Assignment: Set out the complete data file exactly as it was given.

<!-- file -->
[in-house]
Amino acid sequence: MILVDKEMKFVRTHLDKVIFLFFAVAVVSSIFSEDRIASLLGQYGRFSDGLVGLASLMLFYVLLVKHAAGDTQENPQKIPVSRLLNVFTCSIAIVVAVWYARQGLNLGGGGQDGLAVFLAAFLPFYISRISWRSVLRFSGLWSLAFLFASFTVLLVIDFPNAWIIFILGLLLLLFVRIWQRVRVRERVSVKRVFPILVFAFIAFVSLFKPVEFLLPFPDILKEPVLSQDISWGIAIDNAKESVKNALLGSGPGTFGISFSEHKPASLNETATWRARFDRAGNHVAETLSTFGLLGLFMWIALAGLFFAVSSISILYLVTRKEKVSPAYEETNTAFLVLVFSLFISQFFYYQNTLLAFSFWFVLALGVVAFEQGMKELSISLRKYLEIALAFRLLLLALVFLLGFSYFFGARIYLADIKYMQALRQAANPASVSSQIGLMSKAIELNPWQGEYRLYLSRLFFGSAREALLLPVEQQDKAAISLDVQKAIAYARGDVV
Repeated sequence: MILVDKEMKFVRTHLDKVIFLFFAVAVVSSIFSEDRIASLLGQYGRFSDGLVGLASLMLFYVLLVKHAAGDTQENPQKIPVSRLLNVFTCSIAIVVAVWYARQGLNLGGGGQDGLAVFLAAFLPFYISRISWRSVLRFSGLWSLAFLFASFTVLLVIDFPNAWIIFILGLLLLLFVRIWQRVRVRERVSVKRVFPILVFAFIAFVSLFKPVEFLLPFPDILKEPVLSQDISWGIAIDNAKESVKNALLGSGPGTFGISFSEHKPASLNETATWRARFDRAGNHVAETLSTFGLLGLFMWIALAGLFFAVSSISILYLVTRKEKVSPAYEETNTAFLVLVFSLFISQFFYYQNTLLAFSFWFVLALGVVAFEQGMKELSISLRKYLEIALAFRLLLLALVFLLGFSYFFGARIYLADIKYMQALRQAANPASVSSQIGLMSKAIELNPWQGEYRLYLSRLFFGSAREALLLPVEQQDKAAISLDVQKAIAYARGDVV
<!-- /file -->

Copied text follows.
[in-house]
Amino acid sequence: MILVDKEMKFVRTHLDKVIFLFFAVAVVSSIFSEDRIASLLGQYGRFSDGLVGLASLMLFYVLLVKHAAGDTQENPQKIPVSRLLNVFTCSIAIVVAVWYARQGLNLGGGGQDGLAVFLAAFLPFYISRISWRSVLRFSGLWSLAFLFASFTVLLVIDFPNAWIIFILGLLLLLFVRIWQRVRVRERVSVKRVFPILVFAFIAFVSLFKPVEFLLPFPDILKEPVLSQDISWGIAIDNAKESVKNALLGSGPGTFGISFSEHKPASLNETATWRARFDRAGNHVAETLSTFGLLGLFMWIALAGLFFAVSSISILYLVTRKEKVSPAYEETNTAFLVLVFSLFISQFFYYQNTLLAFSFWFVLALGVVAFEQGMKELSISLRKYLEIALAFRLLLLALVFLLGFSYFFGARIYLADIKYMQALRQAANPASVSSQIGLMSKAIELNPWQGEYRLYLSRLFFGSAREALLLPVEQQDKAAISLDVQKAIAYARGDVV
Repeated sequence: MILVDKEMKFVRTHLDKVIFLFFAVAVVSSIFSEDRIASLLGQYGRFSDGLVGLASLMLFYVLLVKHAAGDTQENPQKIPVSRLLNVFTCSIAIVVAVWYARQGLNLGGGGQDGLAVFLAAFLPFYISRISWRSVLRFSGLWSLAFLFASFTVLLVIDFPNAWIIFILGLLLLLFVRIWQRVRVRERVSVKRVFPILVFAFIAFVSLFKPVEFLLPFPDILKEPVLSQDISWGIAIDNAKESVKNALLGSGPGTFGISFSEHKPASLNETATWRARFDRAGNHVAETLSTFGLLGLFMWIALAGLFFAVSSISILYLVTRKEKVSPAYEETNTAFLVLVFSLFISQFFYYQNTLLAFSFWFVLALGVVAFEQGMKELSISLRKYLEIALAFRLLLLALVFLLGFSYFFGARIYLADIKYMQALRQAANPASVSSQIGLMSKAIELNPWQGEYRLYLSRLFFGSAREALLLPVEQQDKAAISLDVQKAIAYARGDVV